All but one of the five games of the best-of-five series went to extras, with only the Phillies 3-1 victory in Game 1 coming in nine innings. The Phillies had scored five runs in the top of the eighth to take a 7-5 lead, but allowed two runs to the Astros in the bottom of the inning to tie the game. In the top of the 10th, Del Unser doubled off Frank LaCorte after Mike Schmidt led off the inning with a strikeout. After a Manny Trillo flyout, Garry Maddox plated Unser with a double. Dick Ruthven took down the Astros in order in the bottom of the inning, and the Phillies were headed to the World Series. It was the first postseason series victory in franchise history, and they’d soon tack on their first World Series title, too.
Brewers: Brewers Advance
2011 NLDS Game 5 vs. D-backs
The Brewers were in the postseason for the first time since 2008, looking to avenge a four-game NLDS loss to the Phillies that year. The team hadn’t won a postseason series since 1982 ALCS. After getting out to a two-game lead in the five-game series, the Brewers had dropped Games 3 and 4 in Arizona. In the decisive Game 5, the D-Backs had scored first, taking a 1-0 lead in the third. The Brewers tied it in the bottom of the fourth, then went ahead in the bottom of the sixth, leading 2-1. But John Axford allowed three straight hits to start the top of the ninth, culminating in a Willie Bloomquist RBI single. The game headed to extras tied at 2. Carlos Gomez got a one-out single in the bottom of the 10th, then stole second with Nyjer Morgan batting. Three pitches later, Morgan hit a single and Gomez raced around the bases, scoring the walk-off run to send the Brewers to the next round. They became the 13th team at the time to win a winner-take-all game in walk-off fashion.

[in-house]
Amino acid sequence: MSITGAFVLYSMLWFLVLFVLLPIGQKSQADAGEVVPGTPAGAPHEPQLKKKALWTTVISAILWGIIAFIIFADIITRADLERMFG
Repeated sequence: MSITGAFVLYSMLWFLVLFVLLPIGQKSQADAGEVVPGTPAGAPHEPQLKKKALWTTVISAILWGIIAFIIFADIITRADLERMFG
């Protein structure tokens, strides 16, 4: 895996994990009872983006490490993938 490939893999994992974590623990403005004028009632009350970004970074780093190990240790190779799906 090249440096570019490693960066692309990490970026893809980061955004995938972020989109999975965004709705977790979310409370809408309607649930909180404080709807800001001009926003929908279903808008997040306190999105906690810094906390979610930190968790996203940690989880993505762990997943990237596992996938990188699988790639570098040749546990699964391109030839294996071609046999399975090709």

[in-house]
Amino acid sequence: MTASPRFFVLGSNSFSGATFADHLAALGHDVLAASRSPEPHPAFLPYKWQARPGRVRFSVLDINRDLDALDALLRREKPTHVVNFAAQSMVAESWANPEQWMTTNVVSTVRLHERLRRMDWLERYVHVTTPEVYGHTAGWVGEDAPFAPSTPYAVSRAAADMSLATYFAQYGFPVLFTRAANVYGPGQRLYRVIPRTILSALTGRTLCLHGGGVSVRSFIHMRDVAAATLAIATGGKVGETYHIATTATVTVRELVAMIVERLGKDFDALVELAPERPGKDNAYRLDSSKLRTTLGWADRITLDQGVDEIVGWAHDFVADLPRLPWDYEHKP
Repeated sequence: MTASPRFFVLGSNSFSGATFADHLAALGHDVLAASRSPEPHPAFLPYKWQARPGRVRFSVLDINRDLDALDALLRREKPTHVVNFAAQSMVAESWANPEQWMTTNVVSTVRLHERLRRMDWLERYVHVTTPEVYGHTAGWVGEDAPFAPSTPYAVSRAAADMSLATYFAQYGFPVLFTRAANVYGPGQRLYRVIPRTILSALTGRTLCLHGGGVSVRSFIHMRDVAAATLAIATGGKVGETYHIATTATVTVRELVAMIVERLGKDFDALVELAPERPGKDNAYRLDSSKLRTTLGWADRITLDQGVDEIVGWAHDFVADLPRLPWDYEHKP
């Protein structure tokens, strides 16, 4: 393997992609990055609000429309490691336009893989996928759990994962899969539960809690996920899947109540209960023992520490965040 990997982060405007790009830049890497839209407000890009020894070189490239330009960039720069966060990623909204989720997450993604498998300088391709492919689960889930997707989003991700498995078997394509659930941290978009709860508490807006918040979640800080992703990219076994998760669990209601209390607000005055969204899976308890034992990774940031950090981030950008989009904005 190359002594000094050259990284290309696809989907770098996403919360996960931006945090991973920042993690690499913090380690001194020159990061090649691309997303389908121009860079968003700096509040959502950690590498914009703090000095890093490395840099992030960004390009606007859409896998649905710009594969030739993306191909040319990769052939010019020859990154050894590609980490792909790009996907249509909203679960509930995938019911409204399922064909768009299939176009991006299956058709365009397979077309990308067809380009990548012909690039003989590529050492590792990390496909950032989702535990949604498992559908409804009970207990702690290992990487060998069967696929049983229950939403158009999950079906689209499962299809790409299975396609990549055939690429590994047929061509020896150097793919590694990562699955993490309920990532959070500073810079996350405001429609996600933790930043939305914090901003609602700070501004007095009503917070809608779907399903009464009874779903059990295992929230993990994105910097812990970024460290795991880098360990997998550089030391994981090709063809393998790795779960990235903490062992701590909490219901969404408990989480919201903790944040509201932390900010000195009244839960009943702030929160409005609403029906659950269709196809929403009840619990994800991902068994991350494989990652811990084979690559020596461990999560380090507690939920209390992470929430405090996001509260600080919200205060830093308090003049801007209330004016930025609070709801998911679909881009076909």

Cardinals: Hometown Hero Delivers
2011 World Series Game 6 vs. Rangers
The Cardinals entered Game 6 of the World Series needing to win to avoid elimination. Then they entered the bottom of the ninth needing two runs to tie the game, and found themselves down to their final strike before David Freese hit a two-run triple off Neftali Feliz. But the game still wasn’t over — there was still work to be done. In the top of the 10th, Josh Hamilton put the Rangers up by two with a two-run homer. The Cardinals answered in the bottom of the inning with a run-scoring groundout from Ryan Theriot and a Lance Berkman RBI single, and the game wore on. Freese, who was raised in the St. Louis area, came to the plate again, this time against Mark Lowe. He knocked a walk-off home run on the fourth pitch of the at-bat, sending the series to a decisive Game 7, which the Cardinals would win as well.
Cubs: Cubs Win it All
2016 World Series Game 7 at Indians
The Cubs’ impossibly long wait for a World Series title got a little longer when Indians outfielder Rajai Davis’ two-run homer off Aroldis Chapman tied up Game 7 in the eighth inning and rain halted play for 17 minutes following the ninth. But once the game resumed, a resilient Chicago club plated the go-ahead run on Ben Zobrist’s RBI double and added a crucial insurance run on Miguel Montero’s single in the top of the 10th. The Indians didn’t go down quietly in the bottom of the frame, scoring once to make it 8-7 with the tying run on base and two outs. But Mike Montgomery got Michael Martinez to hit a weak grounder to Kris Bryant, who fielded the ball and fired it across the diamond to Anthony Rizzo for the final out. And with that, the Cubs had their first World Series championship in 108 years.
Pirates: Harrison Breaks Up No-Hitter
Aug. 23, 2017, vs. Dodgers